Slow Progress, with Open Courseware Links

I’ve been traveling quite a bit so the book-writing has gone slowly. However, now summer is over (it is raining in Seattle today, which is the end of summer as far as I’m concerned), and I’m getting back to work. My first activities have been to try Comsol Multiphysics 4.0. To do that I ran the sample case Comsol provided, and then started to solve the problems in the first edition of my book. That proved a bit difficult, so I have more to learn before I can explain that program to a novice. So far I’ve solved the three problems in Ch. 8 (chemical reactors) that use Comsol. I had to get help from Comsol for two of them. Hopefully I can be a quick learner. Meanwhile I’m reading in the microfluidic literature so that I can create some great projects for undergraduates and beginning graduate students, ones involving mixing in serpentine channels, situations with flow that stops and starts to create concentration slugs, sequential reactions that produce higher yields and less by-product in microfluidic situations than in beakers, Joule heating in electrokinetic applications (and the dispersion it causes), and mixing in a variety of geometries.

The second edition is going to have more numerical analysis, too. Long ago I created some web pages that explain basic concepts, and they still might be of interest:, Prof. Bruce Finlayson

Also, there are several open courseware options. The MIT open courseware is now handled through OpenCourseWare Consortium:

Introduction to Numerical Analysis in Engineering, Prof. George Schmidt

Numerical Analysis Applied to Chemical Engineering, Prof. Kenneth Beers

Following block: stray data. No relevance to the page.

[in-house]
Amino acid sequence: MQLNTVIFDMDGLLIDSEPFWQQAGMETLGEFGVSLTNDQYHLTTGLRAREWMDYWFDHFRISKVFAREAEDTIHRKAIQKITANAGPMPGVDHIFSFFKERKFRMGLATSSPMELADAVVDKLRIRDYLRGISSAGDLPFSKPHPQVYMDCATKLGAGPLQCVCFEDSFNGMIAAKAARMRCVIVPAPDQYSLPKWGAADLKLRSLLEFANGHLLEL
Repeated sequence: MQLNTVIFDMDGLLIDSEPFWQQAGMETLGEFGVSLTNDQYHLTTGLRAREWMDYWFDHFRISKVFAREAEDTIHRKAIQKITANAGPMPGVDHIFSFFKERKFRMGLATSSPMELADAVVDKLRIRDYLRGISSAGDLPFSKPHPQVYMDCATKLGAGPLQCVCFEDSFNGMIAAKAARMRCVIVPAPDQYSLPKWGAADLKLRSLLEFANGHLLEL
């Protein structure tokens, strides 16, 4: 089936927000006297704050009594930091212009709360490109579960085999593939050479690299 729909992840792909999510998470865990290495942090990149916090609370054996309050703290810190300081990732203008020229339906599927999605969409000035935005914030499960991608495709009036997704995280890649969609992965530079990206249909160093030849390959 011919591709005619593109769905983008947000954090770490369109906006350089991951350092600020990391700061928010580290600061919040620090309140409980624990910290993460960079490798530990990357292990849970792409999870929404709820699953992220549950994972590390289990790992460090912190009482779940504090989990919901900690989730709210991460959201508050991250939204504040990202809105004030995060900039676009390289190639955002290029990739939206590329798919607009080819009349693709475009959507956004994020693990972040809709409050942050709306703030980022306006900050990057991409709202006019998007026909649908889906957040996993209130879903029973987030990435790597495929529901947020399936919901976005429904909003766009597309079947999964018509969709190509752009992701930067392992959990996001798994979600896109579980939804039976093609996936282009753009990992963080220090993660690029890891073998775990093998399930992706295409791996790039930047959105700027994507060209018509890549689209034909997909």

Numerical Methods for Partial Differential Equations,

Profs. Boo Cheong Khoo, Jacob White, Jaime Peraire, Anthony Patera

Finite Element Analysis of Solids and Fluids

Profs. Do-Nyun Kim and Klaus-Jürgen Bathe

There is also open courseware at RiceConnexions. (Rice University is my alma mater.):

Numerical Simulation by George Hirasaki

Maybe with these links you won’t need the second edition of my book! But, I’m betting you save time (if you are a student) and money (if you are working) by reading it and working the examples.

Bruce A. Finlayson


About chemecomp

Bruce A. Finlayson, retired Rehnberg Professor of Chemical Engineering, University of Washington
This entry was posted in Chemical engineering computing. Bookmark the permalink.

2 Responses to Slow Progress, with Open Courseware Links

  1. Mohammad says:

    No, the book is a valuable add!
    Many lectureres use this book in undergraduate so next revisions is a absolute must!

  2. Hurrah, that’s what I was exploring for, what a information! existing here at this website, thanks admin of this site.

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